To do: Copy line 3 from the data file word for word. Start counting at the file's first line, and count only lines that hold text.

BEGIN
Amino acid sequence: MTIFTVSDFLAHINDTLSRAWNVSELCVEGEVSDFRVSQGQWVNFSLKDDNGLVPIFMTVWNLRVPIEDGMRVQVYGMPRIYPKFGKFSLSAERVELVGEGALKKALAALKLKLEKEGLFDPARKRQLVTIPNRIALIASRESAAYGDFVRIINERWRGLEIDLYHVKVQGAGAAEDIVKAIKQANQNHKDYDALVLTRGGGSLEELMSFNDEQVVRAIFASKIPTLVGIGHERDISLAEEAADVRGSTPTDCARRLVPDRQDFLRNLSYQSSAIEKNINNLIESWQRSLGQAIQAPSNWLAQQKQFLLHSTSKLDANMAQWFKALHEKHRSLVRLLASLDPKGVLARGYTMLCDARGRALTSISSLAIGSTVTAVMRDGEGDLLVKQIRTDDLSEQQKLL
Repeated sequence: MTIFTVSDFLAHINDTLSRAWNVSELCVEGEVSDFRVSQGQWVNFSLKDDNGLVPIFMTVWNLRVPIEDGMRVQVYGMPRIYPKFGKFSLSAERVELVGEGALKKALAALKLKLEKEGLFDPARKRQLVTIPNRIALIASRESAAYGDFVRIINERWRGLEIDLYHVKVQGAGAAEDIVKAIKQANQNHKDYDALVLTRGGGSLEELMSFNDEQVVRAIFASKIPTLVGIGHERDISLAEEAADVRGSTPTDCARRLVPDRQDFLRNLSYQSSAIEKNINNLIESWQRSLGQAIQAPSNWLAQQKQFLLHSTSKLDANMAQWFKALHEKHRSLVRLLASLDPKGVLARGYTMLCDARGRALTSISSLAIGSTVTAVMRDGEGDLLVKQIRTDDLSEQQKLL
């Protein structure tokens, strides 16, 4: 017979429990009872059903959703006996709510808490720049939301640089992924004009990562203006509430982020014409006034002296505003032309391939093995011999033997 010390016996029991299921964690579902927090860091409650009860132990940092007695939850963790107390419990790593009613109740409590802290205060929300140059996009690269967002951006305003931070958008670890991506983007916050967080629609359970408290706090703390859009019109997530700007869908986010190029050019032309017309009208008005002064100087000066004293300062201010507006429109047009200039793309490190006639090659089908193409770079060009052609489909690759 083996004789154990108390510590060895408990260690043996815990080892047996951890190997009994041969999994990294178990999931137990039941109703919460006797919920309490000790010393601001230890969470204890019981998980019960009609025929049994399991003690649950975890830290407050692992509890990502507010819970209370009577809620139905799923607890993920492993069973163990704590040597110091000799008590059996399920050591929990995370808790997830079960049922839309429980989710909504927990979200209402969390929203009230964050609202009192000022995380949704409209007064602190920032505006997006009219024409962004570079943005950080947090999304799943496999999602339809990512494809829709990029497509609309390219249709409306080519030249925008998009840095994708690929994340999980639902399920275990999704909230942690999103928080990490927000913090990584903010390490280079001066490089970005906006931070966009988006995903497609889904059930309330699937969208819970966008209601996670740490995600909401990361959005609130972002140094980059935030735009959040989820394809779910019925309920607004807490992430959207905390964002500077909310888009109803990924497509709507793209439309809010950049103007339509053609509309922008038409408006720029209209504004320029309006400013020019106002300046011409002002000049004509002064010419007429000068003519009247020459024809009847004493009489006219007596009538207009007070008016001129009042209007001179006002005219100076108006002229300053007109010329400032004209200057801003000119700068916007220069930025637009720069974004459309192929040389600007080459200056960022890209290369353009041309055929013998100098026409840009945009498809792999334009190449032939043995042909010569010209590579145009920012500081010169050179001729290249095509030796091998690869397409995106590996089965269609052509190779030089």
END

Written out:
């Protein structure tokens, strides 16, 4: 017979429990009872059903959703006996709510808490720049939301640089992924004009990562203006509430982020014409006034002296505003032309391939093995011999033997 010390016996029991299921964690579902927090860091409650009860132990940092007695939850963790107390419990790593009613109740409590802290205060929300140059996009690269967002951006305003931070958008670890991506983007916050967080629609359970408290706090703390859009019109997530700007869908986010190029050019032309017309009208008005002064100087000066004293300062201010507006429109047009200039793309490190006639090659089908193409770079060009052609489909690759 083996004789154990108390510590060895408990260690043996815990080892047996951890190997009994041969999994990294178990999931137990039941109703919460006797919920309490000790010393601001230890969470204890019981998980019960009609025929049994399991003690649950975890830290407050692992509890990502507010819970209370009577809620139905799923607890993920492993069973163990704590040597110091000799008590059996399920050591929990995370808790997830079960049922839309429980989710909504927990979200209402969390929203009230964050609202009192000022995380949704409209007064602190920032505006997006009219024409962004570079943005950080947090999304799943496999999602339809990512494809829709990029497509609309390219249709409306080519030249925008998009840095994708690929994340999980639902399920275990999704909230942690999103928080990490927000913090990584903010390490280079001066490089970005906006931070966009988006995903497609889904059930309330699937969208819970966008209601996670740490995600909401990361959005609130972002140094980059935030735009959040989820394809779910019925309920607004807490992430959207905390964002500077909310888009109803990924497509709507793209439309809010950049103007339509053609509309922008038409408006720029209209504004320029309006400013020019106002300046011409002002000049004509002064010419007429000068003519009247020459024809009847004493009489006219007596009538207009007070008016001129009042209007001179006002005219100076108006002229300053007109010329400032004209200057801003000119700068916007220069930025637009720069974004459309192929040389600007080459200056960022890209290369353009041309055929013998100098026409840009945009498809792999334009190449032939043995042909010569010209590579145009920012500081010169050179001729290249095509030796091998690869397409995106590996089965269609052509190779030089």